One Mom’s Kid-Generated Furniture Mishaps and How to Avoid Them
For decades, starting in 1953, The Ladies’ Home Journal ran a feature called “Can This Marriage Be Saved?” They presented serial marital issues from her point of view, his perspective and then the counselor weighs in on what will save the marriage. (Bear in mind this was 1953—well before Marriage Equality.) My mother subscribed to the magazine, and I remember reading this column as a child and wondering how men and women ever managed to live together. It was all so alarming.
Fast-forward a few years and I’m raising three boys. And they’ve pretty much destroyed every piece of furniture we own. What did you say? Your kids always respect your couch? Oh sure, mine do, too. Haha. That’s a lie. When people find out I’m in the furniture business, they say “oh, you must have a houseful of wonderful furniture.” I tell them of course I do. As long as I’m sure they will never set foot in my home.
My mother’s solution: the living room was only for guests. No one ever found out who was considered a guest, because the living room, with its white sectional and designer coordinated accessories, was off limits to anyone I’d ever met. As an adult, I never went near the living room.
This is my mother’s sofa. It was purchased in 1959. It’s still white. I still don’t sit on it.
But I wanted my boys to enjoy our home and to feel free to have their friends over.
Son #1 and Son #2 had a fight on top of the coffee table. The coffee table lost, as it’s glass top was shattered. This happened a few times until I sprung for a safety-glass
Son #3 sat on the end of the dining table and a piece just split off. This is how it looks after glue and reinforcements.
Another view of a dining table mishap, after one of my children experimented with the contents of a glowstick. I’m not sure what’s in there, but nothing you’d want on your table. Or your skin. Or maybe in your house at all.
There are ballpoint pen marks, unidentifiable splotches and questionable slits in the fabric on our arm chairs.
There is an oddly compelling stain on our kitchen bar when a graphic design was transferred to the wood from some unknown source.
Our refrigerator wears this goofy grin it acquired soon after arriving in our home. I’m not sure which of my children applied it, but the original tape has disintegrated into a gooey mess and I haven’t been able to remove it.
My boys all enjoyed entertaining their friends at our house, so it was never a question of one or two boys on the furniture. If they were at home, we had five or ten or twenty boys (the girls came later) lounging, bouncing on and generally disrespecting the chairs and sofas.
So, the first thing to remember about decorating a home with children is: avoid bringing any furniture into the house until your kids are in college. Haha, kidding!
Here are a few tips for kids-friendly home decor:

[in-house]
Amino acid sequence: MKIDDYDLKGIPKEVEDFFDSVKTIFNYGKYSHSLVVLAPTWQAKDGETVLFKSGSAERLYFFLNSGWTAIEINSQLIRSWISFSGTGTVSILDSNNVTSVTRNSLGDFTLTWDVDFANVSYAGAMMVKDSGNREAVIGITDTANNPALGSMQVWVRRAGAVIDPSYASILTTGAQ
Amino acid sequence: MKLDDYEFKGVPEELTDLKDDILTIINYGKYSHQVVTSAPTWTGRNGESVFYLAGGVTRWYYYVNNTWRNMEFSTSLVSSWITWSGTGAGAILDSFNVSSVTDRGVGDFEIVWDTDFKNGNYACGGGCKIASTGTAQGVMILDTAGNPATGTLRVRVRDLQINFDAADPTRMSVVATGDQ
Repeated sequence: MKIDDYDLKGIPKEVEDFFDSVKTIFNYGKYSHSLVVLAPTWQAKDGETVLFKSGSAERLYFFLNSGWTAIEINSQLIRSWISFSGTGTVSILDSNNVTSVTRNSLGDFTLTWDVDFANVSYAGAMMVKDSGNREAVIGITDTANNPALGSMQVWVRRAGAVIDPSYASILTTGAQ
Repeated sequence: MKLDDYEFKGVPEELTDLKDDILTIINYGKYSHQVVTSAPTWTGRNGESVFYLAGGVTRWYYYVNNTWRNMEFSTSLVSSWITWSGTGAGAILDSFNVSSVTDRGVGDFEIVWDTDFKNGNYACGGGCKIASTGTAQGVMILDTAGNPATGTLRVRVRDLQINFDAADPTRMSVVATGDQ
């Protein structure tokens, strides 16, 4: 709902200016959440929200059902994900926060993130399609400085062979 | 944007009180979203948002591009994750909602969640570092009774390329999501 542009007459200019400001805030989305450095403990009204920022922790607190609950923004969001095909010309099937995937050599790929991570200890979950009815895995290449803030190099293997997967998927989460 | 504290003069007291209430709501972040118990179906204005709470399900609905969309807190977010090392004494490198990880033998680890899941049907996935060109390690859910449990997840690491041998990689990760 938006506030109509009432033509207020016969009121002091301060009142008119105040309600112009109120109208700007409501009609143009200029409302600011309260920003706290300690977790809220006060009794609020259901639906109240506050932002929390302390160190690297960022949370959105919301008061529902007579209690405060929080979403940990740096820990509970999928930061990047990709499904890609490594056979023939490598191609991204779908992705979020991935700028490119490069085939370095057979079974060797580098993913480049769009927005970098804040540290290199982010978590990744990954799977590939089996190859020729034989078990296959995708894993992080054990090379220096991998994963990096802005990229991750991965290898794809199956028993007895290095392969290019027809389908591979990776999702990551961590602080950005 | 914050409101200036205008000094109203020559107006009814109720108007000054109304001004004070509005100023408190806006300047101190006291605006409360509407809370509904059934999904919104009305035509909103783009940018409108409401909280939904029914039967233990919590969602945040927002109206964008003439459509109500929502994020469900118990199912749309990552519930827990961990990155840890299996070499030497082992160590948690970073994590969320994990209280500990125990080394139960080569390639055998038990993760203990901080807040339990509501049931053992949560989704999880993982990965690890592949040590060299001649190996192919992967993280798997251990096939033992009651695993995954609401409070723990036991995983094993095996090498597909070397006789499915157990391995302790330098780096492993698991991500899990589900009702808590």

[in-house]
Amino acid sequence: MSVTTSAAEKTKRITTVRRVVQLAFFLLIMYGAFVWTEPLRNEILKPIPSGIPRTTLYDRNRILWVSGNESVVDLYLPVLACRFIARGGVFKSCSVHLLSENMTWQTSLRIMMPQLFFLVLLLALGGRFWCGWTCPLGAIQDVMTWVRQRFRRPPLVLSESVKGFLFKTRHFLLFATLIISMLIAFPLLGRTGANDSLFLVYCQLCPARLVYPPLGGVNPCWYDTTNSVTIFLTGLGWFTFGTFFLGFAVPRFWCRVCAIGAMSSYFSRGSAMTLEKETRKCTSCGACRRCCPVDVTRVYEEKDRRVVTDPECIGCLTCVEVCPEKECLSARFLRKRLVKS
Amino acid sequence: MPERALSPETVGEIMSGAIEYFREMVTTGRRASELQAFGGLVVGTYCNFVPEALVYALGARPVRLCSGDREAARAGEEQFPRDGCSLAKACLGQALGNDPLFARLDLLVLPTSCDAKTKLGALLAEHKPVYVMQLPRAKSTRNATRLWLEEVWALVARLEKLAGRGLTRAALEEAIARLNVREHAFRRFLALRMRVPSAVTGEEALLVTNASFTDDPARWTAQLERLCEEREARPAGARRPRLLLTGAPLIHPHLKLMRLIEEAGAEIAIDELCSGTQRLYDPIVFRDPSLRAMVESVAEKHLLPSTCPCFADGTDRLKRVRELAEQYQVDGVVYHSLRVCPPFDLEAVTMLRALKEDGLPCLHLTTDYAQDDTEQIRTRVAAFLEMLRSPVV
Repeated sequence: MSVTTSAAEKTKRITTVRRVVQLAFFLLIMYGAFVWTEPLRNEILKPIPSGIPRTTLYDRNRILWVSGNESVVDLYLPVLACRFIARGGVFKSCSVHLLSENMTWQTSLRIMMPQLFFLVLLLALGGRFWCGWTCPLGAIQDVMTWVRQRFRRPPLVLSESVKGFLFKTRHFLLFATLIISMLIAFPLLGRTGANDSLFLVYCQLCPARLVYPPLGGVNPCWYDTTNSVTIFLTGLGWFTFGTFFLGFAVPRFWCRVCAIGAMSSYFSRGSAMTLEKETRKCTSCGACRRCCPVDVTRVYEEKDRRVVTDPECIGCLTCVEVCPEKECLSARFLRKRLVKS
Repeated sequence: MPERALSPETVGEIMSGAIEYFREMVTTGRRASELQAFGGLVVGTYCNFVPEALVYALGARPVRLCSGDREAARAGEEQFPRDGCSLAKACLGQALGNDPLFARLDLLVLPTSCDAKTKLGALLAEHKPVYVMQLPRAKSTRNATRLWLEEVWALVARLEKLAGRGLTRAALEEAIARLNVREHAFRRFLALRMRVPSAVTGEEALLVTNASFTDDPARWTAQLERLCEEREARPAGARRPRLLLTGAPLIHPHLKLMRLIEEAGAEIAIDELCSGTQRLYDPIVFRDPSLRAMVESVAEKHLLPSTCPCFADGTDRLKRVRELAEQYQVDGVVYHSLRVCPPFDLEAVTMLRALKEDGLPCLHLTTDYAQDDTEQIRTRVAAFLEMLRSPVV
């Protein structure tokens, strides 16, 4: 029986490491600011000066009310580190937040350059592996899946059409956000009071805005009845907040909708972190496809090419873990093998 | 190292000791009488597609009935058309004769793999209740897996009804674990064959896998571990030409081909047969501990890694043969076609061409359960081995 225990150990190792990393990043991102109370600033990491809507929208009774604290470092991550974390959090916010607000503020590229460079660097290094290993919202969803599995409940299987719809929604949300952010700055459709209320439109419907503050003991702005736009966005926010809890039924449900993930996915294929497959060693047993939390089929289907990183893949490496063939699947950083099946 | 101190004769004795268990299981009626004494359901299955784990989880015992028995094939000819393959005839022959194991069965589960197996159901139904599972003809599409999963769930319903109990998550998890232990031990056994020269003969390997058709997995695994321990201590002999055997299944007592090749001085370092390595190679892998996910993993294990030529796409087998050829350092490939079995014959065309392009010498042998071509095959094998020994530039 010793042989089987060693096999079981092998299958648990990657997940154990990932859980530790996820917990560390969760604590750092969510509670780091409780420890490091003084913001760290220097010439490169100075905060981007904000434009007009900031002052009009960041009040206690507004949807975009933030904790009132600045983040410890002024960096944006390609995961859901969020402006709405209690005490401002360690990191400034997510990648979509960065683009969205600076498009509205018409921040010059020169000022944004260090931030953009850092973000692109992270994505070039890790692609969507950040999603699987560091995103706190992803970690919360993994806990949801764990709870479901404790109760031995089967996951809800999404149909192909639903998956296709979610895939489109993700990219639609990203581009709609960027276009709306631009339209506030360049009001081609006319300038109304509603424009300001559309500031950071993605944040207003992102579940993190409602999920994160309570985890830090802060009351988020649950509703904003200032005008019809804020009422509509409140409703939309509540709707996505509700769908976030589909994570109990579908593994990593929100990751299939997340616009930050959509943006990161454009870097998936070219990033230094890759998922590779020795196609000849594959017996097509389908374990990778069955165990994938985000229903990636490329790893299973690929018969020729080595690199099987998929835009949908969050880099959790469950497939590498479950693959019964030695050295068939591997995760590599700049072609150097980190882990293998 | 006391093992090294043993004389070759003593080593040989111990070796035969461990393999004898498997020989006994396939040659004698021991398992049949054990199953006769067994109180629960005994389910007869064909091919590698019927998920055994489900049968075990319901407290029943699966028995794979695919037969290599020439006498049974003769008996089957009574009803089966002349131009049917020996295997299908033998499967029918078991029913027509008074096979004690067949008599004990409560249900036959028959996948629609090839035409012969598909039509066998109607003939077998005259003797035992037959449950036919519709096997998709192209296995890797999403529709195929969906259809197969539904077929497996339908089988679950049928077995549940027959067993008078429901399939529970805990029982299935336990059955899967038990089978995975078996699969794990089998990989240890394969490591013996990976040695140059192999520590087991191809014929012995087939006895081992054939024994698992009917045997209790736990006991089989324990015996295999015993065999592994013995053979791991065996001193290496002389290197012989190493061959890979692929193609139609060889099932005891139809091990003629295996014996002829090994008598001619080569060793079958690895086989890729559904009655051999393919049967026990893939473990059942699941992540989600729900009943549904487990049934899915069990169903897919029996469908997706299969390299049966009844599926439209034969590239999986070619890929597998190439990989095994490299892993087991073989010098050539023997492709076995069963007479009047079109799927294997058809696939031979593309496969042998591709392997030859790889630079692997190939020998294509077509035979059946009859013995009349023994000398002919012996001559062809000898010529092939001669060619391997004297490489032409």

Forget the colors white, cream and light anything. Look for saturated color and patterns on furniture, walls and countertops. Even ceilings. My ceilings are painted blue. I tell my friends that it makes the rooms feel spacious. Sky-like. But the real reason is I remember the damage wrought by an agitated and then opened can of grape soda in the hands of a dangerous criminal—I mean child—and the stains that were never removable from the white walls and ceiling. Amazingly, my kids didn’t do that. It was a friend of mine, at my one-and-only slumber party in my parents’ newly-remodeled
Look for, what we call in the business, “bulletproof” fabrics. Usually, you’ll find that engineered fabrics will hold up to more abuse than natural ones. Microfibers will outlast cotton or silk. Look for fabrics that are washable (cleaning code W for those that take a water-based cleaner) and that have a high thread count. Velvet, denim and twill all wear well.
Details to avoid: Throw pillows. They scream “pillow fight” to any red-blooded child in the zip code. Buttons on upholstery. Just begging to be picked off and played with or eaten. Shelves and dressers that are not secured to the walls. Did you see that video on Facebook of the toddler trapped under a chest because he and his brother were jumping in the open drawers? Of course they were.
Learn to love leather furniture. Scratches in leather give it “personality.” Think baseball glove.
You’d have to work hard to seriously damage a catcher’s mitt. Not that kids won’t attempt it. Best virtue of leather: it can be repaired. You can get a leather expert to come to your home and do magical things to a rip in the surface of your couch, and you’d never know the cut was there. Take the cost out of your kid’s allowance because it won’t be cheap.
For floors, make sure that you can damp mop whatever surface is underfoot. Area rugs are a tripping hazard and are hard to clean. Wall-to-wall carpet is much harder to maintain than solid surfaces such as tile, wood and linoleum.
It makes sense to invest in high-end wood furniture if you love the design and are willing to refinish it in a few years. If not, opt for inexpensive tables and cabinets that won’t be missed once they’ve taken a beating. Look for rounded corners on tables to avoid the inevitable eye-meets-edge-of-coffee table incident that lands you in the emergency room with one of your children.
So enjoy living with your kids and with your furniture. And if you think that once your offspring have left home for good and you can redecorate your home however you like, think again. Because if you’re lucky, soon it will be filled with……….grandchildren.